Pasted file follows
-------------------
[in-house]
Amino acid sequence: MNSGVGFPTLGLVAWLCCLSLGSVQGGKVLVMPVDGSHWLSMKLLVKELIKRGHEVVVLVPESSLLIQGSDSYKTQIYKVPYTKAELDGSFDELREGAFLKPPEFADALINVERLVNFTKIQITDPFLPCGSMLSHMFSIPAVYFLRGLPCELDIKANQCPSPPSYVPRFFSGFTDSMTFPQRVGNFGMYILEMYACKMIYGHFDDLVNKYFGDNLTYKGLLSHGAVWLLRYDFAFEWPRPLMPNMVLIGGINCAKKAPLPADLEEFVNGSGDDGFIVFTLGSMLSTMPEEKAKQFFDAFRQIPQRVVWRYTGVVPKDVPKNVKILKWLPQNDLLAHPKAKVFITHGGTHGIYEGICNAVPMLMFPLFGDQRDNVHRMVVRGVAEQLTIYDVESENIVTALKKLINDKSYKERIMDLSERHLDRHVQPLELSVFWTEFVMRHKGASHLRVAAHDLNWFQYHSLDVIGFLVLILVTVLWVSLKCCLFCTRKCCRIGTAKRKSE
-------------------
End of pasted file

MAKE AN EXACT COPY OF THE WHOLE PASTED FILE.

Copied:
[in-house]
Amino acid sequence: MNSGVGFPTLGLVAWLCCLSLGSVQGGKVLVMPVDGSHWLSMKLLVKELIKRGHEVVVLVPESSLLIQGSDSYKTQIYKVPYTKAELDGSFDELREGAFLKPPEFADALINVERLVNFTKIQITDPFLPCGSMLSHMFSIPAVYFLRGLPCELDIKANQCPSPPSYVPRFFSGFTDSMTFPQRVGNFGMYILEMYACKMIYGHFDDLVNKYFGDNLTYKGLLSHGAVWLLRYDFAFEWPRPLMPNMVLIGGINCAKKAPLPADLEEFVNGSGDDGFIVFTLGSMLSTMPEEKAKQFFDAFRQIPQRVVWRYTGVVPKDVPKNVKILKWLPQNDLLAHPKAKVFITHGGTHGIYEGICNAVPMLMFPLFGDQRDNVHRMVVRGVAEQLTIYDVESENIVTALKKLINDKSYKERIMDLSERHLDRHVQPLELSVFWTEFVMRHKGASHLRVAAHDLNWFQYHSLDVIGFLVLILVTVLWVSLKCCLFCTRKCCRIGTAKRKSE